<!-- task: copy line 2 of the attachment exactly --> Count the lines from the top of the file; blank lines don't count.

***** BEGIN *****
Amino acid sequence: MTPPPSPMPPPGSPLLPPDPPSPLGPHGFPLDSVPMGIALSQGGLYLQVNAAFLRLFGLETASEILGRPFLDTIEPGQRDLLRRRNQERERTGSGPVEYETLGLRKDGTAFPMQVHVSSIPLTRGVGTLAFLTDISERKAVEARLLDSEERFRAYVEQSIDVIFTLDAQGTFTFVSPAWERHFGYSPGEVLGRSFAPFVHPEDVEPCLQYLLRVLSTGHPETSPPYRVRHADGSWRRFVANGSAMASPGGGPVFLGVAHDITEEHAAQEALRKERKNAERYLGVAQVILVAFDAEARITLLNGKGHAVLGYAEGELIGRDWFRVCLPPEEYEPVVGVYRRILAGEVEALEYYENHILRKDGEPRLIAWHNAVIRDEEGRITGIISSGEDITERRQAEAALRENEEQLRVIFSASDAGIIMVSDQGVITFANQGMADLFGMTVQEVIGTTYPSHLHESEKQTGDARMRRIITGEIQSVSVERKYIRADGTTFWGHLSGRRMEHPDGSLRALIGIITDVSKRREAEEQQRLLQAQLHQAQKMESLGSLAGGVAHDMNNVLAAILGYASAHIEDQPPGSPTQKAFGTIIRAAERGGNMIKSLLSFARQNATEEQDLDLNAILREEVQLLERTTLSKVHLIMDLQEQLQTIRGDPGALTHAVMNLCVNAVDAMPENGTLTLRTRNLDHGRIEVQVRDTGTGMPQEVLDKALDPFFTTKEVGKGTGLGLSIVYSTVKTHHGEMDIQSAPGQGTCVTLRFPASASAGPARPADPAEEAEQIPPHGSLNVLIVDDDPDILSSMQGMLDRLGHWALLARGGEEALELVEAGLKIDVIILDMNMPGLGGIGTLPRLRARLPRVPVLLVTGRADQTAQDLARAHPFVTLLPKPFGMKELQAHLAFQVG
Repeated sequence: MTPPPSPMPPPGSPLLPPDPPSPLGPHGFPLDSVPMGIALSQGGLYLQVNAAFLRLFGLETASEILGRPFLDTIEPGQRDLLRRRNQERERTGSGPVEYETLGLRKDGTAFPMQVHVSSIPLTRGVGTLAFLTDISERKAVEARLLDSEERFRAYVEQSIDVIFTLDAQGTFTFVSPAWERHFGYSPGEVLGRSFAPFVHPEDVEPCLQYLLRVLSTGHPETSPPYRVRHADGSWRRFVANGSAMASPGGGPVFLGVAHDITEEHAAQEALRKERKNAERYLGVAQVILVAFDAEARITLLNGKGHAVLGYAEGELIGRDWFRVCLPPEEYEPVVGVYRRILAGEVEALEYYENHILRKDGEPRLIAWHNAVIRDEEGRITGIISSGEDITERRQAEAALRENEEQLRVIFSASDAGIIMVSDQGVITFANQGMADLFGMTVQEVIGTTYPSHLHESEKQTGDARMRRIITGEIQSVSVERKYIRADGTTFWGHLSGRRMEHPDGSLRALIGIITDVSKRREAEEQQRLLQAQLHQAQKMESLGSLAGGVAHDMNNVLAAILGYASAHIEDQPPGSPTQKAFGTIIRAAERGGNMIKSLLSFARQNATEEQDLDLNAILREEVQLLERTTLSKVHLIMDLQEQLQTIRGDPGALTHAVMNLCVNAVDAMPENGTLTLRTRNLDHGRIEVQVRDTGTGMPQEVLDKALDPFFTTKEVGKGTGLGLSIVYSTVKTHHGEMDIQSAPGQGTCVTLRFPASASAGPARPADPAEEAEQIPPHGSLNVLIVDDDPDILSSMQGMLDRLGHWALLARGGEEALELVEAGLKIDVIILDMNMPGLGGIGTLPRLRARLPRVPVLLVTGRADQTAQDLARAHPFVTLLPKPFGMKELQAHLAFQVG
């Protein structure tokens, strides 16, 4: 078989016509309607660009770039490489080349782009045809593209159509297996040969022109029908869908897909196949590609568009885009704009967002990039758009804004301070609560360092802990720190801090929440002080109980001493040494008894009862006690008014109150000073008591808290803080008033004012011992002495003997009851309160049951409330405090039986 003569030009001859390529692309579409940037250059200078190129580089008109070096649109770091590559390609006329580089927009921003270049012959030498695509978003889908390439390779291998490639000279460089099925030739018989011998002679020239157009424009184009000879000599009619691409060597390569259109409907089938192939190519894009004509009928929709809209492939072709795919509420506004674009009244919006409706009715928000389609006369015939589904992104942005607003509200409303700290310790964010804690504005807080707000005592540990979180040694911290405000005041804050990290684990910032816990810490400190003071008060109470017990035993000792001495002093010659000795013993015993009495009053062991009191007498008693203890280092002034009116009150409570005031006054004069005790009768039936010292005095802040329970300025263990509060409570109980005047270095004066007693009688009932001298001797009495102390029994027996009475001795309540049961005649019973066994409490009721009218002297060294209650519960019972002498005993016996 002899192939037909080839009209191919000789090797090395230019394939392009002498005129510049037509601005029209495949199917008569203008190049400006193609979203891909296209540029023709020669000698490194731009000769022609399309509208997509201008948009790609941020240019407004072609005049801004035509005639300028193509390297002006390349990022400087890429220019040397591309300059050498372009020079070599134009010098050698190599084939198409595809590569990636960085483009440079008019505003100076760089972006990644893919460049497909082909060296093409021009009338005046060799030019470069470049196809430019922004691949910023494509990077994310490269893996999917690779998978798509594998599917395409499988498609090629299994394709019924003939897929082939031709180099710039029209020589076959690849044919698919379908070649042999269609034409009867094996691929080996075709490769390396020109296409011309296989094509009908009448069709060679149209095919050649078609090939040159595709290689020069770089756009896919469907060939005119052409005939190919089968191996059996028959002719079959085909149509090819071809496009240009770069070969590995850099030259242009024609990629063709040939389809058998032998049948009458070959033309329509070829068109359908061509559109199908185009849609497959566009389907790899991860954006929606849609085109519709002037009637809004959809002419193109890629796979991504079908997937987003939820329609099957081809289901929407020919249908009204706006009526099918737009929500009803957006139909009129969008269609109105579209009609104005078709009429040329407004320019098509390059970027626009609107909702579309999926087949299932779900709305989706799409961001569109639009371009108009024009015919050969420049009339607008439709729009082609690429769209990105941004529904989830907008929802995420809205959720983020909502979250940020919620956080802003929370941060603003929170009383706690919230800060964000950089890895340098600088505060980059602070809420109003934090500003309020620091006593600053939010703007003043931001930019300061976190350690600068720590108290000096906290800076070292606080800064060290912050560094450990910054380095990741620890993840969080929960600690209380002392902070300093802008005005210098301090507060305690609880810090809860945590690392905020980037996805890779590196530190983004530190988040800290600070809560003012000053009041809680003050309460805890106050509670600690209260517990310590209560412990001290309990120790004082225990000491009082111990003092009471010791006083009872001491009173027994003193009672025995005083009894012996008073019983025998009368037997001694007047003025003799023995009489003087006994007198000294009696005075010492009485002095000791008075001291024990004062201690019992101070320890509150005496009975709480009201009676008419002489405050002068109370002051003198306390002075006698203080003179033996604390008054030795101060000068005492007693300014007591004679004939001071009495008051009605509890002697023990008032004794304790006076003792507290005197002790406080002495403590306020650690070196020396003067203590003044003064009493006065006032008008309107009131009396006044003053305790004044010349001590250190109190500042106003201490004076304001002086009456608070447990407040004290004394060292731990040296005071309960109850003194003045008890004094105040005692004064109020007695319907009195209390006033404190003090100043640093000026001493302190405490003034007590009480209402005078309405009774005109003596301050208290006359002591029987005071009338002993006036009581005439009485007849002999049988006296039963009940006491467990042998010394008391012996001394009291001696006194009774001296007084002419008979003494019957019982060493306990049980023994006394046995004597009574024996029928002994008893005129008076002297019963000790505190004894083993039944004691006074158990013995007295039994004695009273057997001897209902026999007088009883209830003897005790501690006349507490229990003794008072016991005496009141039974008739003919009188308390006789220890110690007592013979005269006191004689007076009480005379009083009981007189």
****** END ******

Repeated sequence: MTPPPSPMPPPGSPLLPPDPPSPLGPHGFPLDSVPMGIALSQGGLYLQVNAAFLRLFGLETASEILGRPFLDTIEPGQRDLLRRRNQERERTGSGPVEYETLGLRKDGTAFPMQVHVSSIPLTRGVGTLAFLTDISERKAVEARLLDSEERFRAYVEQSIDVIFTLDAQGTFTFVSPAWERHFGYSPGEVLGRSFAPFVHPEDVEPCLQYLLRVLSTGHPETSPPYRVRHADGSWRRFVANGSAMASPGGGPVFLGVAHDITEEHAAQEALRKERKNAERYLGVAQVILVAFDAEARITLLNGKGHAVLGYAEGELIGRDWFRVCLPPEEYEPVVGVYRRILAGEVEALEYYENHILRKDGEPRLIAWHNAVIRDEEGRITGIISSGEDITERRQAEAALRENEEQLRVIFSASDAGIIMVSDQGVITFANQGMADLFGMTVQEVIGTTYPSHLHESEKQTGDARMRRIITGEIQSVSVERKYIRADGTTFWGHLSGRRMEHPDGSLRALIGIITDVSKRREAEEQQRLLQAQLHQAQKMESLGSLAGGVAHDMNNVLAAILGYASAHIEDQPPGSPTQKAFGTIIRAAERGGNMIKSLLSFARQNATEEQDLDLNAILREEVQLLERTTLSKVHLIMDLQEQLQTIRGDPGALTHAVMNLCVNAVDAMPENGTLTLRTRNLDHGRIEVQVRDTGTGMPQEVLDKALDPFFTTKEVGKGTGLGLSIVYSTVKTHHGEMDIQSAPGQGTCVTLRFPASASAGPARPADPAEEAEQIPPHGSLNVLIVDDDPDILSSMQGMLDRLGHWALLARGGEEALELVEAGLKIDVIILDMNMPGLGGIGTLPRLRARLPRVPVLLVTGRADQTAQDLARAHPFVTLLPKPFGMKELQAHLAFQVG